Since it appears I won't have phone service for the remainder of my life in France, because each telecom swears it's the other's fault and I'm running out of money to pay bills to both of them for service I don't get from either, and since I'm tired of sitting around the apartment day after day, I decided to take a bit of a walk today. Now, it's hot out there at the moment. I mean hot. So I wasn't up for any epic walks to the zoo (there are new giraffes, I hear) or in search of medieval churches. No, I decided to turn the heat into a benefit.
When it's this hot out, I reasoned, the lizards must be out. And boy, did I ever know a place with lizards. Maybe I could get photos of several different kinds, come back and identify them, and educate my readers about reptiles in the Languedoc.
And where was this place? The Jardin des Plantes, just on the other side of the hill. It's a historic place, founded in 1593 by order of King Henri IV (a Protestant...clearly I have more history to read here...), and Europe's first botanical garden. The whole rationale of Montpellier University was to support Europe's first medical school, and the dons finally figured out that in order to study how plants worked, the best thing to do was to have some working plants. So in went the herbs, and as the science of botany grew, so did the Jardin des Plantes. I don't go there much, but every time I do I see critters I want to photograph.
I took my time, choosing the shadiest streets I could find, and discovered to my pleasure that I now know the twisty streets of the old city well enough to dump me out with precision at just where I wanted to go, via rue Jean Jacques Rousseau, which has a nice hotel, and several restaurants I'd like to try when the magic combo of money and ability to taste coincide. I then ambled down the Boulevard Henri IV, and into the Jardin.
It was still hot. The presence of all that green did not one thing to abate the heat. There were people in the shady bits, sprawled out on the granite benches or eating their lunches. There was nobody in the sunny parts, though. Not even lizards. I walked some. Lizards like walls, where they can squeeze between stones. Sun was hitting some old stone walls with a solid blast. There were no lizards.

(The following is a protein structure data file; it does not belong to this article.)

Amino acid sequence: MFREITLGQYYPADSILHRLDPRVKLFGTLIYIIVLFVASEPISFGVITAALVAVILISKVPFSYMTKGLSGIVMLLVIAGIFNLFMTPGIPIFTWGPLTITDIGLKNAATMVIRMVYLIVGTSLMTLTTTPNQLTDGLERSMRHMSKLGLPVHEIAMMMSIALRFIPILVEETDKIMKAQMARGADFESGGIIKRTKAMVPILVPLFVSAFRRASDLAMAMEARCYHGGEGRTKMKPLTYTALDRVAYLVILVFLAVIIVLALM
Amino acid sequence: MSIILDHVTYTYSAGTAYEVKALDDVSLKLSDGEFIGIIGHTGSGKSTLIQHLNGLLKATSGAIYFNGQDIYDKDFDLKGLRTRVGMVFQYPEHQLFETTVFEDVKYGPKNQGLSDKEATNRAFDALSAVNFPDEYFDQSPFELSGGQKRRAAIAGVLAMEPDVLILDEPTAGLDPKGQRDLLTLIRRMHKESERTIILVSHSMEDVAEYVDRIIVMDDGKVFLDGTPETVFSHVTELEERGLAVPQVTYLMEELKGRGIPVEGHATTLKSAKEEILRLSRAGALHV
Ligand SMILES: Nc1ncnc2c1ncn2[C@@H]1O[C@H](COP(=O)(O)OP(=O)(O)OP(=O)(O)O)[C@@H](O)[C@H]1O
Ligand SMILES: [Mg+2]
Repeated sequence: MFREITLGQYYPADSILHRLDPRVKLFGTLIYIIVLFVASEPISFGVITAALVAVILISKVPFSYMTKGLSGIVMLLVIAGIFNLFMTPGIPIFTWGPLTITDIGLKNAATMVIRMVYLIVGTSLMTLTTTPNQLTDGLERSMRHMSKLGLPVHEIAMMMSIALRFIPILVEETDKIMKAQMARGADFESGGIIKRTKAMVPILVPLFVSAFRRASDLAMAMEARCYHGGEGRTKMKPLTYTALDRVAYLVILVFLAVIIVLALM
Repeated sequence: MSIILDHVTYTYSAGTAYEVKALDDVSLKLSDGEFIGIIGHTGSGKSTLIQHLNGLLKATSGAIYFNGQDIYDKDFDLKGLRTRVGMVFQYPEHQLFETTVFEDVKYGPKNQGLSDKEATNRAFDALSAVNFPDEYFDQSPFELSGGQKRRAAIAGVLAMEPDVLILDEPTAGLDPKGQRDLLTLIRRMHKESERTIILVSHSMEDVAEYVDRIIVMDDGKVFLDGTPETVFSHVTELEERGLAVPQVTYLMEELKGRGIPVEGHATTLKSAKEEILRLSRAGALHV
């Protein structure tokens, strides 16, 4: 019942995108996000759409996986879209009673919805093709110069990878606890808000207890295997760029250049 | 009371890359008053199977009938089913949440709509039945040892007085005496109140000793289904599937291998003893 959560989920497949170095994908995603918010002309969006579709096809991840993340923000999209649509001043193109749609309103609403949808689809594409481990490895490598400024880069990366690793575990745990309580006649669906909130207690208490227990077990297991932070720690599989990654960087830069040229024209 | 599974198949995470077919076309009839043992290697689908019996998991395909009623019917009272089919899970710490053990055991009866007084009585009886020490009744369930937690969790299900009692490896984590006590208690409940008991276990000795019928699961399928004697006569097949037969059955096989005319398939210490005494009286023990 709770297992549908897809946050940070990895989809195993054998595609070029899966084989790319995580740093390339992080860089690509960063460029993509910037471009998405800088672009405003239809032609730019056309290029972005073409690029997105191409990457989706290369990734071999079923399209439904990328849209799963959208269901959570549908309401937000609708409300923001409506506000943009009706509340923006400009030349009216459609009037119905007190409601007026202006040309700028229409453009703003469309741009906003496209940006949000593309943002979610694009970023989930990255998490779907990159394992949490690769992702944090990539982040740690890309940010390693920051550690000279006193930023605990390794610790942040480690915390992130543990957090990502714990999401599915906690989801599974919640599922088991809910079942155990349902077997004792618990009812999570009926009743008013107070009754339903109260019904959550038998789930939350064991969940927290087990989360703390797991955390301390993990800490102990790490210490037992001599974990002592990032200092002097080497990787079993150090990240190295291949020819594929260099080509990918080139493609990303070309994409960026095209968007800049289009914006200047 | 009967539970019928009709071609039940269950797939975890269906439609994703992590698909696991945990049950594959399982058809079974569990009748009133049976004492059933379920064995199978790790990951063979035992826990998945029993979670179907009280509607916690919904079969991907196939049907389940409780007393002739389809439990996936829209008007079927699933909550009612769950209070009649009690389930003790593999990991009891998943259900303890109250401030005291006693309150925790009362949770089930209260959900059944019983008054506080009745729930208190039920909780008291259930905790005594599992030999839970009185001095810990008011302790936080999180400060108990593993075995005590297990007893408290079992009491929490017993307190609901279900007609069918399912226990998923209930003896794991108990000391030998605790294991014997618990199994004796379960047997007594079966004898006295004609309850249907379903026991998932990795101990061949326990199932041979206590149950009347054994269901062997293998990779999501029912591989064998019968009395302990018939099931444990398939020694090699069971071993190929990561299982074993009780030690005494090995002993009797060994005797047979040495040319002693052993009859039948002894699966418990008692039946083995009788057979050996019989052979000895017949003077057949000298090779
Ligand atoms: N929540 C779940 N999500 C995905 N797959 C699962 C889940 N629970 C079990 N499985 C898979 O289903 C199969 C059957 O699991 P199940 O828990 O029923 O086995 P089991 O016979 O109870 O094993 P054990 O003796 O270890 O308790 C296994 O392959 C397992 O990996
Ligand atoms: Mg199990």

Okay, I said, and headed to the lily pond, where the water lilies and lotus plants had run riot since I was last there in April, unsurprisingly enough. This is a fairly big water feature, so I was certain something was living there. Dragonflies that looked like they'd been manufactured by Sikorski hovered, but that was it. I walked around the pond, camera at ready. Finally, I stopped and waited. Something was messing around the stalks of the water lillies. It might appear.
But it didn't need to: it was already there. I'd forgotten an important rule of observation. Just stand there and the picture will come to you. And there, on a large leaf, was a really, really small turtle:
This guy was about the size they used to sell for a quarter in the pet stores, and in fact has that s ame red stripe on each side of his throat. I looked around and there were more. Bigger, but not much.
Then, the catch of the day. He wasn't all that big, but he was pretty -- and fast. I clicked twice, but only one photo has him:
Okay, I told myself, I remember from the last time I was here where there are lots of frogs. We heard them barking and saw them hanging out. The best view of their pond was from the cactus garden, too, a natural hangout for lizards. So I walked to the cactus garden. I stared at the pool. It was covered with algae. Nothing moved. I looked over at the cactus. Nothing moved over there, either. I kept looking. Nothing was moving anywhere.
This was frustrating, but I felt like I was learning some kind of lesson. No frogs, no lizards. Some turtles, not one of which was the size of a silver dollar. I'm really not much on flowers, but there were no flowers, either, to speak of. Oh, there were some spectacular artichokes...
...although you don't see the intense purple because the lighting is wrong and I was shooting through a fence (about half the Jardin is closed to the public while being renovated, including the famous desert building, which looks like they're going to rebuild it from the ground up, and which probably won't have any lizards either).
I lucked out, though; as I made my way to the exit, two busloads of what appeared to be college students were getting a lecture, preparatory to a guided tour. They were all gathered around their guide, who I guess was explaining that all the lizards in the Jardin either had Thursdays off or were on strike. They'd be French lizards, so that wouldn't surprise me at all.
And when I got back home, unsurprisingly, nothing had changed, either.
10 months ago